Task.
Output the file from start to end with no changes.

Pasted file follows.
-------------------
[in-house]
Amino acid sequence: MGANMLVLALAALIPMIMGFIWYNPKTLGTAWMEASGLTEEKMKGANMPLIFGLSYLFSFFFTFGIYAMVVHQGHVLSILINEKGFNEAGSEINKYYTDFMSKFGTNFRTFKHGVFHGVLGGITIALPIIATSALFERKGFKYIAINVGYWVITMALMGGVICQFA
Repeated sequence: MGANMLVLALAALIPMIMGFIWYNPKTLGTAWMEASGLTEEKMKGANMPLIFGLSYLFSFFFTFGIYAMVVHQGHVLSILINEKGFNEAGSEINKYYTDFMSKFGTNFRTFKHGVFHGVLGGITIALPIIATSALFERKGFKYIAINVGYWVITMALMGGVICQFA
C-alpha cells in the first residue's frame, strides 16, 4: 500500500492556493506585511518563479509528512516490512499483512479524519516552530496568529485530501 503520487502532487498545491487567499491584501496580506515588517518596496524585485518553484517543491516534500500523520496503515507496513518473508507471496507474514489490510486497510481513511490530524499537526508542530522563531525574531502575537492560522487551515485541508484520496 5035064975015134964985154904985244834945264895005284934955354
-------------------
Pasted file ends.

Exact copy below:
[in-house]
Amino acid sequence: MGANMLVLALAALIPMIMGFIWYNPKTLGTAWMEASGLTEEKMKGANMPLIFGLSYLFSFFFTFGIYAMVVHQGHVLSILINEKGFNEAGSEINKYYTDFMSKFGTNFRTFKHGVFHGVLGGITIALPIIATSALFERKGFKYIAINVGYWVITMALMGGVICQFA
Repeated sequence: MGANMLVLALAALIPMIMGFIWYNPKTLGTAWMEASGLTEEKMKGANMPLIFGLSYLFSFFFTFGIYAMVVHQGHVLSILINEKGFNEAGSEINKYYTDFMSKFGTNFRTFKHGVFHGVLGGITIALPIIATSALFERKGFKYIAINVGYWVITMALMGGVICQFA
C-alpha cells in the first residue's frame, strides 16, 4: 500500500492556493506585511518563479509528512516490512499483512479524519516552530496568529485530501 503520487502532487498545491487567499491584501496580506515588517518596496524585485518553484517543491516534500500523520496503515507496513518473508507471496507474514489490510486497510481513511490530524499537526508542530522563531525574531502575537492560522487551515485541508484520496 5035064975015134964985154904985244834945264895005284934955354